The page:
When singers call in sickEditorial
How does a professional singer call in sick?
Simple: all you have to do is cause sudden stress for your colleagues and bosses, make another singer scramble into costume to take your place, and disappoint hundreds, maybe even thousands of people who were excited enough to pay money to hear you.
If you’re a singer who’s also a people-pleasing type, or you don’t generally like to let down an entire audience (or your donors, Heaven forbid), dealing with illness is one of the worst things about the career. Singers do some pretty supernatural things with their voices, but they’re still human. And frankly, it’s a wonder singers aren’t sick more often. Air travel, hotel rooms, jet lag, new climates, and rehearsals spent rolling on the floor - they can all add up to a gig-cancelling illness that costs a singer money, joy, and maybe a bit of pride.
We read recently of the latest cancellation by star tenor Jonas Kaufmann, who, after a recital of Wagner at the Barbican Centre, was unable to meet for a chat with some students of Guildhall. The reason? A cold.
Man, using the “I have a cold excuse” - doesn’t it just sound so…lame? It sounds like someone who’s not trying very hard to get out of something they don’t want to do. In Kaufmann’s case, it’s really unlikely that he’s just shirking his duties as one of the world’s most in-demand voices. One can only assume he loves his job, and cancelling performances costs him a good chunk of cash.
Yet with all the well-wishes and sympathy, it can still seem like a personal affront to learn that the singer you couldn’t wait to hear won’t be singing at all, and will be replaced with someone you’ve never heard of. It can be frustrating to read a program insert, or hear an announcement made just before curtain, that Famous Singer is feeling “under the weather” or some other lighthearted descriptor; it seems to feed the urge to march backstage and tell that fussy singer, “Cancelling over cold, really? Isn’t that a bit dramatic?”
Of course, that’s entirely unfair. Singers go on all the time when they’re not feeling 100% - we just don’t hear about it. Sometimes, the house will make an announcement - as though to toy with the audience’s emotions - that a singer is not feeling well, but they have heroically decided to push forth and sing anyway. It used to be a weird bit of non-news - why would the house announce something that we didn’t really need to know? Aren’t they basically telling us that we shouldn’t expect a great performance?
And actually, that’s sort of the point behind those announcements; if a singer makes the decision to go onstage without their best instrument, sometimes they’d rather the audience know that they’re not working at 100%. It might sound like an emotional safety net put in place for a fragile ego, but we’ve actually come to the crux of the sick-singer conundrum.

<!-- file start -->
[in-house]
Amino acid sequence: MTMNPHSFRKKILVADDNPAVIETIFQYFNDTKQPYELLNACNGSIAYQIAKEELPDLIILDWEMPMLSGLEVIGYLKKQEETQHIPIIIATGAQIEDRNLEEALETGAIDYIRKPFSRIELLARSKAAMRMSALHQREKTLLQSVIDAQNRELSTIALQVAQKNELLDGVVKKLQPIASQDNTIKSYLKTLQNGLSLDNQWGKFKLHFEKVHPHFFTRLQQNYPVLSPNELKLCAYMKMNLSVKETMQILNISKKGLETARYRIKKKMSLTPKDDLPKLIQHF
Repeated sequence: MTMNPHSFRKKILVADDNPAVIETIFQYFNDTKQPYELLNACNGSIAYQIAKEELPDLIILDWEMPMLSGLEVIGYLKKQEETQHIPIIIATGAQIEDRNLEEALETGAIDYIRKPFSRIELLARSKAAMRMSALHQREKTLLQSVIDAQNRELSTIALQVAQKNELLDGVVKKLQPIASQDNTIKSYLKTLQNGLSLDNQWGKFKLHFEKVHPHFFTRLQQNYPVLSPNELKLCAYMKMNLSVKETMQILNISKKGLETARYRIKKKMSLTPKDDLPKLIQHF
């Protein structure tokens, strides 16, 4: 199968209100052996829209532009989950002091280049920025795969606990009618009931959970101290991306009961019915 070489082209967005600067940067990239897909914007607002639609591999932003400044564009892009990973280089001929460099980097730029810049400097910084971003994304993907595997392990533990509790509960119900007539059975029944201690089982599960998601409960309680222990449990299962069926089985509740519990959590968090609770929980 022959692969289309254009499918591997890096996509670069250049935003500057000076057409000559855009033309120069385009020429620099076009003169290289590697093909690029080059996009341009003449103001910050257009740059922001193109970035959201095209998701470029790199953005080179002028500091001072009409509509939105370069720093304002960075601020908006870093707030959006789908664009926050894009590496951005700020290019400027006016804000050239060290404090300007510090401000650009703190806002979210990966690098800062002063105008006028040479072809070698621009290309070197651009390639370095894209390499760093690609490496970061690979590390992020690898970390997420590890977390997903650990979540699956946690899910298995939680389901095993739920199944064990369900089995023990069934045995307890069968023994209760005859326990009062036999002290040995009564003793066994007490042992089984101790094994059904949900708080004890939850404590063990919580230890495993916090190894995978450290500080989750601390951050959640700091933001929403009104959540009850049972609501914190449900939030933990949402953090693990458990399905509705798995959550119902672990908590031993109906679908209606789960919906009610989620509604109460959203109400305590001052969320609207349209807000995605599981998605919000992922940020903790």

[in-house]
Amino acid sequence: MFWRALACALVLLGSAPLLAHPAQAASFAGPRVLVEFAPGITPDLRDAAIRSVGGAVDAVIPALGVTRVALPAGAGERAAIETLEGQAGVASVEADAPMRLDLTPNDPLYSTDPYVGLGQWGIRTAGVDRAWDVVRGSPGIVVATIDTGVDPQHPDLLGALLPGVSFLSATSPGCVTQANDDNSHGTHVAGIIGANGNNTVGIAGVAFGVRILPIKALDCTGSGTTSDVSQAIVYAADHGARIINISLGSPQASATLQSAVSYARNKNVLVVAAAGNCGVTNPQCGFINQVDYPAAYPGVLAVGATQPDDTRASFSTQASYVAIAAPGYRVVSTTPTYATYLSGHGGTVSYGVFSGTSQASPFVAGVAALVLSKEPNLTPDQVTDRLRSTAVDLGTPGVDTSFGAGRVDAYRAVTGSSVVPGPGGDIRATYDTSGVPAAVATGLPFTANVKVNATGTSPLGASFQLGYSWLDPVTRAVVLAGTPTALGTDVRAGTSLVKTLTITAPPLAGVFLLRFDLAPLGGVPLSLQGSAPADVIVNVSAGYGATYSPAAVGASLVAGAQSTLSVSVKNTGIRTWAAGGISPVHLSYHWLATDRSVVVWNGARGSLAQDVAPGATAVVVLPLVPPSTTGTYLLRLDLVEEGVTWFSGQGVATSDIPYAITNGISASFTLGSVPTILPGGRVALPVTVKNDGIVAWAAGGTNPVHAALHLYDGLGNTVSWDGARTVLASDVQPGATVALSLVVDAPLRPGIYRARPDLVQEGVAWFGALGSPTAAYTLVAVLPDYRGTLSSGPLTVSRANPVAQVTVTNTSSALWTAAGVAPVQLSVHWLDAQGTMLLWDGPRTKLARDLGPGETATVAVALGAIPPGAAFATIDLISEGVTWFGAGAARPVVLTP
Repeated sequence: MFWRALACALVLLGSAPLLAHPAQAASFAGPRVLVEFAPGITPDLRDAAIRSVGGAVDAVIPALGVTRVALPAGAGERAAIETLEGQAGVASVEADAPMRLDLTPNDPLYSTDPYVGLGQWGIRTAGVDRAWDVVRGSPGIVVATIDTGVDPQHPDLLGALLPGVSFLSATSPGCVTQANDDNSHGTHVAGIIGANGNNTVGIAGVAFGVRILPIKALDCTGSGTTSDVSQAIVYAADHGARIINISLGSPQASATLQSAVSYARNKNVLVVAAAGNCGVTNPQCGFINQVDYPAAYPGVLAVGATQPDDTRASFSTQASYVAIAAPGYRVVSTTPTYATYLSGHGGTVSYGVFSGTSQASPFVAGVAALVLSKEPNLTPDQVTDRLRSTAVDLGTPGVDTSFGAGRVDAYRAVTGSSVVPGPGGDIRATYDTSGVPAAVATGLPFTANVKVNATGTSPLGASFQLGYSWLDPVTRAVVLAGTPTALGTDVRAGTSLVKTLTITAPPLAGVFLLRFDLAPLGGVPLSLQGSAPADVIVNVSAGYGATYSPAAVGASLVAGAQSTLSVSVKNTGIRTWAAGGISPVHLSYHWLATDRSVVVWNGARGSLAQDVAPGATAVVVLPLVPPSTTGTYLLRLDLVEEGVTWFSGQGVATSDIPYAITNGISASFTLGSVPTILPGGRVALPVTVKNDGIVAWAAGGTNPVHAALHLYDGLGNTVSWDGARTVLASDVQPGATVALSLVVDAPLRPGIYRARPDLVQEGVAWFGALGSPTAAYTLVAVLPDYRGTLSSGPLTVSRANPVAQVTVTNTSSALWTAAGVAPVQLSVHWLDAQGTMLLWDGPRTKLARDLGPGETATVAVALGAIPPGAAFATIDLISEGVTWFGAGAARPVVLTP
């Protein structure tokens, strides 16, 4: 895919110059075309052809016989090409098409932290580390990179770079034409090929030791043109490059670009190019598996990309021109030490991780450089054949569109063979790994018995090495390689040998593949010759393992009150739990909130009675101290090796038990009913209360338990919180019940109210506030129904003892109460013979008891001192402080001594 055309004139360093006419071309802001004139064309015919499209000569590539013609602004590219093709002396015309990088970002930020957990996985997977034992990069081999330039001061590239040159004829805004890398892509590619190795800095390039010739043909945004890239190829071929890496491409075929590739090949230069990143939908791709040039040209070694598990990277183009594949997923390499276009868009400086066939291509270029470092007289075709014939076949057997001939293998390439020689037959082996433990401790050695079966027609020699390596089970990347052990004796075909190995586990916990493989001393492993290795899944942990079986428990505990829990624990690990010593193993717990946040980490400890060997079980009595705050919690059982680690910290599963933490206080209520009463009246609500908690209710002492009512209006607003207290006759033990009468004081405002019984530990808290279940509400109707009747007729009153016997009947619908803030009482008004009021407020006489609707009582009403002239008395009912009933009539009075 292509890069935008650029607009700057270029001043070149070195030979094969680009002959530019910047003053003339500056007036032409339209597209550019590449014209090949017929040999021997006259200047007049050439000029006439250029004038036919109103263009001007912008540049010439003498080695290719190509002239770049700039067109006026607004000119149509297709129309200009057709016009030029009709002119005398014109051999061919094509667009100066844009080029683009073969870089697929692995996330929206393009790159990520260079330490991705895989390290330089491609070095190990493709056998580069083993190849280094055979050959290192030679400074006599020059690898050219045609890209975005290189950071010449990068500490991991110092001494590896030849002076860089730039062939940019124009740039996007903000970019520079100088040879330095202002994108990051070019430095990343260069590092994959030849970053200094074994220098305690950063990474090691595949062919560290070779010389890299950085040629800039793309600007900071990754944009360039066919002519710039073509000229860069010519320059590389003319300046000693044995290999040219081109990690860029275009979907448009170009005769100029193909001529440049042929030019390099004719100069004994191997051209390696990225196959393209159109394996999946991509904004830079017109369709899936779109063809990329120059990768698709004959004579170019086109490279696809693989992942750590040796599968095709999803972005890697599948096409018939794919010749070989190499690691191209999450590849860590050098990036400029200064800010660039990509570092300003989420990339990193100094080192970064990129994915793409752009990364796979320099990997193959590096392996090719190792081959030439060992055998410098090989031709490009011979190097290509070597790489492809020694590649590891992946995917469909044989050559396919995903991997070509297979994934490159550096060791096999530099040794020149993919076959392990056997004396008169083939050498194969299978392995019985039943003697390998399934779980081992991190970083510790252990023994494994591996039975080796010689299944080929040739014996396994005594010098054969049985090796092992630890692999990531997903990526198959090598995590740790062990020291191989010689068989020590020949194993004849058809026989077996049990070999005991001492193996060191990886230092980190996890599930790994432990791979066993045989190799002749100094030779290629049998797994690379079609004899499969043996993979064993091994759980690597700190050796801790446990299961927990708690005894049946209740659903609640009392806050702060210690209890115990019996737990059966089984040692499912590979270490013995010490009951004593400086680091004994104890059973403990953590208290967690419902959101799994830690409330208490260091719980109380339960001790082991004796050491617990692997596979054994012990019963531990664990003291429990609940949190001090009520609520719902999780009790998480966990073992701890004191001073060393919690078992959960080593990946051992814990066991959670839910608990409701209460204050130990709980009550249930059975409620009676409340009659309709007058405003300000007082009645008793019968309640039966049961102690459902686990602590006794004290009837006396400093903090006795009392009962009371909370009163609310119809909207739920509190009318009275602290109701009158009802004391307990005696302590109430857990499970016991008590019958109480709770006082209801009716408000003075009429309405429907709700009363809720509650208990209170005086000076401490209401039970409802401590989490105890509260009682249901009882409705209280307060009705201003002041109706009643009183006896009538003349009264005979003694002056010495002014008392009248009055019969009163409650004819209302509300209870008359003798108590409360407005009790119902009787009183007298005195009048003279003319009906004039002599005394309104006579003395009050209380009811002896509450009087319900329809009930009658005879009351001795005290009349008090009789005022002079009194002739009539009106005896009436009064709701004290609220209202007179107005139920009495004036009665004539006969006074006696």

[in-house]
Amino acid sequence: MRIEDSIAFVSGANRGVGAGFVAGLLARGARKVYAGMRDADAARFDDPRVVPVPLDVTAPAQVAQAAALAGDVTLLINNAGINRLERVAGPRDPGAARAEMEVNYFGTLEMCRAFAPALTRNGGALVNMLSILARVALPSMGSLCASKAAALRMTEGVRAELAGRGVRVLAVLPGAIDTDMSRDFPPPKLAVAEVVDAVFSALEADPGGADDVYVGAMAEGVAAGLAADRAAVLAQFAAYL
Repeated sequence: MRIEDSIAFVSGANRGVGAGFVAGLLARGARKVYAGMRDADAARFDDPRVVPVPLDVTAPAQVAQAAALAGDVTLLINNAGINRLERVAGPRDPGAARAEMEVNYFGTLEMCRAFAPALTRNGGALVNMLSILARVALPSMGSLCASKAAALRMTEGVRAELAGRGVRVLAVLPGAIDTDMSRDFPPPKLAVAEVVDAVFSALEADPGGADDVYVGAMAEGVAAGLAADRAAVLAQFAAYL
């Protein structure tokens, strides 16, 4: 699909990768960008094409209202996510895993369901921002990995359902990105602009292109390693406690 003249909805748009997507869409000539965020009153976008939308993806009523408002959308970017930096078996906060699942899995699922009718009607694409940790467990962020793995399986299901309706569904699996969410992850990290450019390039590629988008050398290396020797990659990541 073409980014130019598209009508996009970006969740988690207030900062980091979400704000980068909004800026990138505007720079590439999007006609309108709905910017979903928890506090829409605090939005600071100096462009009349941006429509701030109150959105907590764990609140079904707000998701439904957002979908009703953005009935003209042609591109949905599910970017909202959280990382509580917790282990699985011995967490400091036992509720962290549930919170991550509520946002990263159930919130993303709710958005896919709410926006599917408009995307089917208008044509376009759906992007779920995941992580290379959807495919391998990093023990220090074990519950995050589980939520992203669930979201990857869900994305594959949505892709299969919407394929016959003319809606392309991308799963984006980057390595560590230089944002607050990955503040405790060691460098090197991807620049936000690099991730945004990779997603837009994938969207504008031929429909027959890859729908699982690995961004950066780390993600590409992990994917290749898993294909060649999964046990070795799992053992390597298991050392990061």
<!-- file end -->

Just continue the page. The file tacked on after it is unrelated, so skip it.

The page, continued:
A singer’s best publicity is their work. Great singing begets more opportunities, and poor singing begets bad reputations. There are plenty of reasons not to sing while sick: it can do damage to your vocal folds, it can make you stay sicker for longer, and it means you lose a paycheque. But when a singer has to decide, to sing or not to sing, the decision often hinges on the performance they think they can give.
It can be risky, at any point in a singer’s career, to perform under the weather. Young, emerging artists could make a lasting, bad impression that may cost them an important opportunity. Seasoned singers - especially those with a bit of fame - have to live up to the high standards they’ve set in their career thus far; for big gigs like an HD broadcast at the Met or a Richard Tucker Gala-type event, these singers can suffer a dent in their legacy (which may get recorded for all to hear forevermore) if they sing with an ailing voice.
So it’s no wonder that singers have reputations of being slightly germophobic, hypochondriacal, and tender souls. They own Neti-Pots and Humidiflyers and they have those little bottles of Purell you can attach to your purse. Some singers go too far, getting so stressed out about getting sick that the stress itself does them in with great irony.
A cold might not be enough to keep a realtor or teacher or landscaper from their work, it’s certainly enough for a singer. It’s not even a fair comparison, because a singer with a cold is like a dancer whose legs have fallen asleep, or truck driver who forgot to put in his contact lenses. It’s not about being able to show up to work - it’s about having the tools to work at all.
It must be a total nightmare to make that pre-show decision to call in sick. With one phone call, singers create a domino effect of consequences that starts with disappointing everyone inside the opera house, and ends with a smaller paycheque. Most singers that we know adore their work, and they have respect, if not love, for their audiences. It’s difficult to imagine a situation where a singer would cancel without intense consideration, or think to themselves, You know what, I’m just not going to sing this show tonight.
On the one hand, eager audience members are indeed disappointed when a singer has to bow out of a show. The nastier listeners may even made their disapproval heard, and heard clearly. Yet there is silver lining. The ailing singer is telling their colleagues and audience that they deserve a better show than they can give, and they’ve made that decision in forfeiture of their pay and the chance to perform something they’ve spent many hours perfecting.
A sick singer indeed wants the show to go on - and history shows that a heroic save by an understudy can be an exciting moment to witness.
Is that enough to abate your disappointment? Let us know in the comments below!